b. Investing in growth: in the context of thanking Councillor Sarah Broughton, Portfolio Holder for Resources and Property, for her recent visit to Brandon, and with reference to paragraph 19. of his statement, the Leader was asked whether the Council could consider allocating an investment towards the restoration of the railway station building in Brandon. In response, Councillor Griffiths, supported by Councillor Broughton, informed Council of the recent investments in Brandon, including the refurbishment to the leisure centre and the support provided to the MENTA business hub. Brandon was faced with significant challenges which had impacted growth (see e. below); however, the Council would continue striving to progress appropriate growth, where possible.
c. Sick pay: In the context of rising infection rates of COVID-19 and hospitalisations, Councillor Max Clarke asked whether all staff at West Suffolk Council received proper employment sick pay or statutory sick pay only, and if the former, whether this applied to contracted maintenance and housekeeping staff. In response, Councillor Griffiths stated that a written reply would be provided, which would be circulated to all members.
d. Christmas Fayre: That a partnership comprising a range of organisations were working together to provide a variation on the Christmas Fayre that had traditionally been held in Bury St Edmunds prior to the pandemic. The Council was one of many partners involved, which meant it was no longer the lead organising body. Similar events would be welcomed for other West Suffolk towns and rural villages alongside the commitment and financial support of partners. Partnership working was also an integral part of supporting ‘the high street’ in its recovery from the effects of COVID-19.
e. West Suffolk Local Plan - Brandon: That discussions were being held with Natural England regarding the environmental restrictions in place that affected development growth in Brandon. Extensive lobbying was being undertaken with a view to seeking, amongst other matters, a compromise on the depth of the buffer zone currently in place.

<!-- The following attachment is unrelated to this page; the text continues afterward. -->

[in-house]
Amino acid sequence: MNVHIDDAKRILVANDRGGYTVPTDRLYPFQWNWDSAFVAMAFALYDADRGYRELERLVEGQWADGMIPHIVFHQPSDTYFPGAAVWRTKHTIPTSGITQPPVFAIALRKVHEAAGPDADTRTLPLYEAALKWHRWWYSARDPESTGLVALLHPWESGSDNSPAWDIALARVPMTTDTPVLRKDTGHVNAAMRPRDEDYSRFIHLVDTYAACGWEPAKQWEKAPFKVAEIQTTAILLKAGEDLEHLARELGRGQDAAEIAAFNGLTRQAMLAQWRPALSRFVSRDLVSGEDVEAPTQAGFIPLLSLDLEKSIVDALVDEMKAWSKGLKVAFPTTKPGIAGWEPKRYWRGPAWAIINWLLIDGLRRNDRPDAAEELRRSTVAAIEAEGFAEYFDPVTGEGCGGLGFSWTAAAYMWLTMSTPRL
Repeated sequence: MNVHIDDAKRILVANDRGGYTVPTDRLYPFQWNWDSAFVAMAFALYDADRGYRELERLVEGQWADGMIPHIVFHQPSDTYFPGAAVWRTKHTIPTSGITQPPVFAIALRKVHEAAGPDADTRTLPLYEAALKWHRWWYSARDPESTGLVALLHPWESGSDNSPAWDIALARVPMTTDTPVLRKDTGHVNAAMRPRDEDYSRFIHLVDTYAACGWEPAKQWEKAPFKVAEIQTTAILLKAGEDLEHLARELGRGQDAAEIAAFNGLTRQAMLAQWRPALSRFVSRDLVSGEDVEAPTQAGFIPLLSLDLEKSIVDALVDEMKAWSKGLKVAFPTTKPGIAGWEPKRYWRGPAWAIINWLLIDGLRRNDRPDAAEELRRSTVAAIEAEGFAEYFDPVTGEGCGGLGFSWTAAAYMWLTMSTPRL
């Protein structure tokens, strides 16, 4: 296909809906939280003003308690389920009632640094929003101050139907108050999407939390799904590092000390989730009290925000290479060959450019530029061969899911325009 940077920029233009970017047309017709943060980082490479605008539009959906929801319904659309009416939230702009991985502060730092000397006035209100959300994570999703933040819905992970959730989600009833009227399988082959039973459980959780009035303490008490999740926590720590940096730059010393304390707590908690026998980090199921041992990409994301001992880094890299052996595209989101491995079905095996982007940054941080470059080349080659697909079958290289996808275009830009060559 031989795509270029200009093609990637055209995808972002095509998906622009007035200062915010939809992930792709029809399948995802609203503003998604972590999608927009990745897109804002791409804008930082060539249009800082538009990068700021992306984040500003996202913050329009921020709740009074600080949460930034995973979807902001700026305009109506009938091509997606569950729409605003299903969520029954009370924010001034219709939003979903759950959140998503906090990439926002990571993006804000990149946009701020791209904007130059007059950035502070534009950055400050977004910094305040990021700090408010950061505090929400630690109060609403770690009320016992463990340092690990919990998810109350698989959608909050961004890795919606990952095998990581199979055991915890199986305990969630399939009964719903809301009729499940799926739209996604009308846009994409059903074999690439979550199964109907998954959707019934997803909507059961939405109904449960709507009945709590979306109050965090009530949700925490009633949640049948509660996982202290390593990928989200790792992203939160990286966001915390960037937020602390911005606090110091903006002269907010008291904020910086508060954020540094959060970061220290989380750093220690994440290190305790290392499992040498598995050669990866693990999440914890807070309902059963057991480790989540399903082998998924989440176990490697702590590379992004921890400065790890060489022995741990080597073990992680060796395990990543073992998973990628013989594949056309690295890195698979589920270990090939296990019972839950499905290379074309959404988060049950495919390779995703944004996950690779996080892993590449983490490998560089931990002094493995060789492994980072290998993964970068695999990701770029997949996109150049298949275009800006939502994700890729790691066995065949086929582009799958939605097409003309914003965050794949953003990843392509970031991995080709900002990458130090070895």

f. General Practice health service provision in Mildenhall: Councillor Don Waldron asked a question in connection with whether there was any further news on a GP practice moving into the Mildenhall Hub, as was mooted when it was agreed to be built.
Upon invitation by the Chair, Councillor Lance Stanbury informed Council that the Reynard Surgery GP practice based in Red Lodge, had a second surgery in Mildenhall town centre (White House surgery). Pre-COVID and following a period of consultation with patients, the practice was intending to move that operation into the Mildenhall Hub. However, whilst this was encouraged by the Council, the practice, as a private sector organisation with its own challenges to overcome, particularly around the impact of COVID-19, reviewed its plans. This included reviewing how the practice considered they could deliver health and care services more effectively and efficiently. It consequently decided to consolidate all its services under one roof at Red Lodge. This meant provision of a satellite service was not pursued at the Hub and the decision was taken to close its White House surgery.
In his supplementary question, Councillor Waldron asked whether the opportunity should have been taken to ensure the practice was tied in by contract to relocate the White House surgery to the Hub. In response, Councillor Griffiths stated that a written reply would be provided, which would be circulated to all members.